An organic take on the Big Apple
Photos: Albert Vecerka/Esto, Christian Volkmann

Solar Roofpod: the vegetable plot above Manhattan

It might vaguely remind you of a designer allotment shed. Instead of discreetly nestling next to some railway track or other, the Solar RoofPod is proudly located three floors up from ground level, so the tomatoes and cucumbers growing there reach up into the skies of Manhattan. Few other common or garden cucumbers can boast of growing in the shade of a building called “Solar RoofPod”, with roots in the roof of the Spitzer School of Architecture. But the roof garden itself also provokes discussion as one of New York City’s first architecturally net zero energy buildings. It even has its own power base.

Prof. Christian Volkmann, who initiated the project, confirms this as he juggles some very large numbers. He speaks of between 150,000 and 200,000 roofs in New York City, which could be used to install such roof gardens. What now sounds like a vision of the future actually started life as a student project designed to finally make beneficial use of urban roof space that had previously lain fallow. It involved enthusiasm for one material in particular: wood. RAICO supplied the technology. The firm’s team was quickly enthused by the idea, and it donated material, help with installation and – ultimately – an impressive amount of money. The RoofPod project was a question of (literally) aiming high, namely at the roof of the School of Architecture.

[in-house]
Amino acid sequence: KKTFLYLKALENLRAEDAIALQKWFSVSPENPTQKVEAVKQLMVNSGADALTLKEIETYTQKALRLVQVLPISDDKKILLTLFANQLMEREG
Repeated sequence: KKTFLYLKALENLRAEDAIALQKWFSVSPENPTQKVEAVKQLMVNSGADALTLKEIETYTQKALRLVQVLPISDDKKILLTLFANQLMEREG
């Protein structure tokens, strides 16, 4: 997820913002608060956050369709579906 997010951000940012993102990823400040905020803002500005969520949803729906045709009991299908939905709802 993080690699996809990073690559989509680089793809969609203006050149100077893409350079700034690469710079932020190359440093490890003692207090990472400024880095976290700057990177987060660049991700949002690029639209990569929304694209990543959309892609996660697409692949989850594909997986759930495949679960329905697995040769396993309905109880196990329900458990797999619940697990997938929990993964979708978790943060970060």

Solar roofpod
Solar roofpod